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Online social networking: terms of service

When you sign up to a social networking site like Facebook, YouTube or Twitter, you have to agree to the Terms of Service. Here are some important things you should know about what you’re agreeing to.

Age of the User

Users of Facebook, YouTube, and Twitter have to be at least 13 years of age. If you are under 13 years of age, you are not covered by the Terms of Service at all. This may also mean that you don’t get any of the protections or rights specified in the Terms of Service.

You must provide correct information

Facebook requires that all your information be up to date and accurate. Twitter and YouTube doesn’t specifically state this but all three websites have rules against pretending to be other people, and/or having multiple accounts.

You cannot submit copyrighted content

You cannot submit anything as content that you don’t have the rights to. For more information about copyright, see our fact sheet on copyright.

Who owns the content you post?

Technically, you still own everything that you put on Facebook, YouTube, and Twitter. However, by agreeing to their Terms of Service, you have granted them license to do whatever they want with your content. This means that agreeing to the Terms of Service gives them (and sometimes other users) the right to copy, modify, and publish your content.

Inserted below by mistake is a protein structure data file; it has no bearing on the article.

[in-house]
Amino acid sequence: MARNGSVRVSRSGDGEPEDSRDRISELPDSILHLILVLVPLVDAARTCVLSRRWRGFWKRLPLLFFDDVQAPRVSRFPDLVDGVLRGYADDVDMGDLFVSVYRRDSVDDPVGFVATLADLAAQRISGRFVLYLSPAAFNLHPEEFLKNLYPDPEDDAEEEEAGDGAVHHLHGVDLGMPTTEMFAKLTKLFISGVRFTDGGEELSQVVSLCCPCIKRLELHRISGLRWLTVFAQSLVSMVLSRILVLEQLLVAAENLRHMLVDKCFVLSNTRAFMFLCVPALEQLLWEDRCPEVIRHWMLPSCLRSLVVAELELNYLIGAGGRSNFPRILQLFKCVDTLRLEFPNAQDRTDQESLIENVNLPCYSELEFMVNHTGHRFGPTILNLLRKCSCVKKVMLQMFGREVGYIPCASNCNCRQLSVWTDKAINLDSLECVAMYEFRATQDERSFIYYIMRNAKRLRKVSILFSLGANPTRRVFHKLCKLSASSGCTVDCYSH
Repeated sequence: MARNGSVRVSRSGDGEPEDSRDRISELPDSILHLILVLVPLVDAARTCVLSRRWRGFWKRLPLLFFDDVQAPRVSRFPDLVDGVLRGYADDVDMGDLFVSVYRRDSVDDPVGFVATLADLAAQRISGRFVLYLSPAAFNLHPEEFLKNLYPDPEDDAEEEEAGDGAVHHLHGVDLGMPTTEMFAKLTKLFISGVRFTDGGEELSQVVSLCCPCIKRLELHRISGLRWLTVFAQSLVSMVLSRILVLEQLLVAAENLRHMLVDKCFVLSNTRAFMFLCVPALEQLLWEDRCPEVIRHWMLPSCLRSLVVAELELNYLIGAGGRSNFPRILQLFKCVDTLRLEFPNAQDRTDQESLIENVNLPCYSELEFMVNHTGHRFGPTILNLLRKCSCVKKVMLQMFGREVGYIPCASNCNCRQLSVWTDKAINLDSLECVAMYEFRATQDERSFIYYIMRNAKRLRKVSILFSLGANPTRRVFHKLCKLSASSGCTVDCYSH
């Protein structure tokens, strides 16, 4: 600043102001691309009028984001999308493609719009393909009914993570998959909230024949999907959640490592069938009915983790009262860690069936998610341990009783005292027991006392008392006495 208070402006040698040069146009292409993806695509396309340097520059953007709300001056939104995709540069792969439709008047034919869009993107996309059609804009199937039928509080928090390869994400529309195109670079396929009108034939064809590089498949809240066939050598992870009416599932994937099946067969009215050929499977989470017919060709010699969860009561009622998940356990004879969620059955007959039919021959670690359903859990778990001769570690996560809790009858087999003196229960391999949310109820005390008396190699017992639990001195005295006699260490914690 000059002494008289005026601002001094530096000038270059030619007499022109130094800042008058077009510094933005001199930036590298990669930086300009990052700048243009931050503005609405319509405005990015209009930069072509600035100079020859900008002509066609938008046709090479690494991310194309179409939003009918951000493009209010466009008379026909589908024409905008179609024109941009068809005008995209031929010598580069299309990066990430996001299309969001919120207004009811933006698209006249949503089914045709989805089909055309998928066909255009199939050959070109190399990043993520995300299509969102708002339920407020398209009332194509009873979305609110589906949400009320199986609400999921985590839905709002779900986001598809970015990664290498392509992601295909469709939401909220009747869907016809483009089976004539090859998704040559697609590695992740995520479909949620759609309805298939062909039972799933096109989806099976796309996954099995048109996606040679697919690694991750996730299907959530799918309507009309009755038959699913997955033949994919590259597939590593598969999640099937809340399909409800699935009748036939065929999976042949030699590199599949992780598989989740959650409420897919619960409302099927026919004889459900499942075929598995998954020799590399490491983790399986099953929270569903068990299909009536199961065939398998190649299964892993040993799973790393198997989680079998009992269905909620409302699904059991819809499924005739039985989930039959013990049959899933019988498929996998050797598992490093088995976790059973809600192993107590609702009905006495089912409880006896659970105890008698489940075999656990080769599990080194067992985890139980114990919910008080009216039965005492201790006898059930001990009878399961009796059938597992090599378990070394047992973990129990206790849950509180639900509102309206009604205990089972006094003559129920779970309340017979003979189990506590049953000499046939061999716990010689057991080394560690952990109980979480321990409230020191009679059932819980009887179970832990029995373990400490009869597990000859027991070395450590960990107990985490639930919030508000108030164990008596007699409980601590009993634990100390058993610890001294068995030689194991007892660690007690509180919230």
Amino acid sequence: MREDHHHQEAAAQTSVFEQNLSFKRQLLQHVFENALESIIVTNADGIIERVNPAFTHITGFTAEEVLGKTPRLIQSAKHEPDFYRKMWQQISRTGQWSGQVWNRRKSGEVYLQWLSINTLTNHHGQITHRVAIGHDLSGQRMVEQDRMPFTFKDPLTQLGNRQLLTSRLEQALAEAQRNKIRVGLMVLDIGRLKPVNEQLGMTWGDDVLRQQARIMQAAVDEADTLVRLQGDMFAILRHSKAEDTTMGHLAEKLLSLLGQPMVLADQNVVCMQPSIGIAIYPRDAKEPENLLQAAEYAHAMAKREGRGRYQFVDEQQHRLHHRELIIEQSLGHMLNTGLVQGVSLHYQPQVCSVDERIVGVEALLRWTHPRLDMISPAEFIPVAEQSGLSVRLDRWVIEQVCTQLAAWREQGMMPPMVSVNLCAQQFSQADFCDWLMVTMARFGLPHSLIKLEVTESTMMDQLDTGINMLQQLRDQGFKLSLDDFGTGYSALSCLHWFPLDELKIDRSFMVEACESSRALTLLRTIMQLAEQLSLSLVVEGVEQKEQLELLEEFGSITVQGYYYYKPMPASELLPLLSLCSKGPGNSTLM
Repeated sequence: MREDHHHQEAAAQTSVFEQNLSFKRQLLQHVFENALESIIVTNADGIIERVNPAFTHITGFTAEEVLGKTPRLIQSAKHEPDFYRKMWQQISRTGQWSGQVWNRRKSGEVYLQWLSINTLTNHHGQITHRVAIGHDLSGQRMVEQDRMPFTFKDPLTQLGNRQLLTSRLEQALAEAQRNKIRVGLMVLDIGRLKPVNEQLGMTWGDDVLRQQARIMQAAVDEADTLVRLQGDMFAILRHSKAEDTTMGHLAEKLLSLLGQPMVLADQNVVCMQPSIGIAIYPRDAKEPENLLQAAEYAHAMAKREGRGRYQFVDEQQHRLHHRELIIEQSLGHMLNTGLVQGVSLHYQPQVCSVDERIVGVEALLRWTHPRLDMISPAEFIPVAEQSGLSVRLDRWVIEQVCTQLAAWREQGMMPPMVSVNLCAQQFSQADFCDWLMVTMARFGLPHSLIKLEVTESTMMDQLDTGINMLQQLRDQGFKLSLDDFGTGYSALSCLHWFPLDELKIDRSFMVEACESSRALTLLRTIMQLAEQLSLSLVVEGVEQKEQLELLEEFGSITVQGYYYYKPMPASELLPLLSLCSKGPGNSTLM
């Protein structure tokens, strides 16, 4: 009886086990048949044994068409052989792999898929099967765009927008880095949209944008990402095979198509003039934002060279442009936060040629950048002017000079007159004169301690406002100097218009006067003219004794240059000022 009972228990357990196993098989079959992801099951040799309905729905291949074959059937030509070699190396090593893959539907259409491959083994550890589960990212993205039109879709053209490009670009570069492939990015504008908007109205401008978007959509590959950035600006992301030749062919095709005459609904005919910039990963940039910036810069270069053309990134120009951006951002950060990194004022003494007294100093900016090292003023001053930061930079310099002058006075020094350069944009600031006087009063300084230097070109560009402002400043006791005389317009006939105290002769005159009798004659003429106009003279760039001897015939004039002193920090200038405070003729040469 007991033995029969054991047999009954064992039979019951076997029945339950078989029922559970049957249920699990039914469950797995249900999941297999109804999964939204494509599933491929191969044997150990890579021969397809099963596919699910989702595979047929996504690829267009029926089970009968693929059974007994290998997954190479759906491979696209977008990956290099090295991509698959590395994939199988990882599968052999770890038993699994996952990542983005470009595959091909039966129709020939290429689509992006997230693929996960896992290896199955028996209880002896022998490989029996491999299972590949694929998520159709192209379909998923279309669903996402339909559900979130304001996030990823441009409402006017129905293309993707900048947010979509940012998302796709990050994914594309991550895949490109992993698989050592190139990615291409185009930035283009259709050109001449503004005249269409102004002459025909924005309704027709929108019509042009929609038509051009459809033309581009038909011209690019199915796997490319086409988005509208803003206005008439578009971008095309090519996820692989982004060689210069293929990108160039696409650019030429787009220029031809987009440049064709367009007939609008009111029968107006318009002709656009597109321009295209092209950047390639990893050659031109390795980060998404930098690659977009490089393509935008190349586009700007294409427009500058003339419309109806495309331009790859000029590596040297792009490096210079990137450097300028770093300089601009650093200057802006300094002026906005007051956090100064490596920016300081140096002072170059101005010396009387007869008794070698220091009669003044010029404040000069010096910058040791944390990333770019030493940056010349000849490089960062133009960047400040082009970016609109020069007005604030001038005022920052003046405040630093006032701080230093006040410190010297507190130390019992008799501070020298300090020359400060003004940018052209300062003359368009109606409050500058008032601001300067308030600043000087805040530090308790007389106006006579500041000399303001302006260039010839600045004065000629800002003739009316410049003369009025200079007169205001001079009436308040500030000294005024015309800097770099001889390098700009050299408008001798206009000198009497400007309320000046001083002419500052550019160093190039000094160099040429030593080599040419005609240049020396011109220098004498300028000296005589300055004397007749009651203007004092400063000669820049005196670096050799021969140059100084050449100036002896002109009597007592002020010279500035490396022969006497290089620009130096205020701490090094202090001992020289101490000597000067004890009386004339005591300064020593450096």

The websites reserve the right to censor or remove your content whenever they want.

Who has access to your information?

Your information may be visible to anyone. The default setting for Facebook, YouTube and Twitter is to have content made public. This means that unless you change your privacy settings, all the content or comments you post will instantly be able to be seen by anyone on the internet.

On Facebook, anything that you publish as "public" will be available to the whole world, even to people who aren’t using Facebook.

Even if you don’t publicly publish your content, the social networking sites and third parties can anonymously look at the content, your online behavior, and your personal profile information. All three websites analyse our private data and usage habits. Sometimes this is done to provide you with "targeted ads", which advertise specific products and services that are more likely to be interesting to you.

Your information remains online for a long time

Facebook now allows for the deletion of your Facebook page. This is different from deactivating it, which only temporarily makes it inaccessible. For all three websites, even after you’ve "deleted" your account, there’s no guarantee that all your content disappears - copies of it could exist on backups, or might already have been downloaded by other parties.

Banned behaviour

All of the websites have rules that ban cyber bullying, pornography and illegal activities. This information was last reviewed on 10 April 2012. This factsheet provides information about the law in NSW. It does not provide legal advice. If you need advice, or if you would like information about the law in a state or territory other than NSW, please send us a Lawmail at http://www.lawstuff.org.au.

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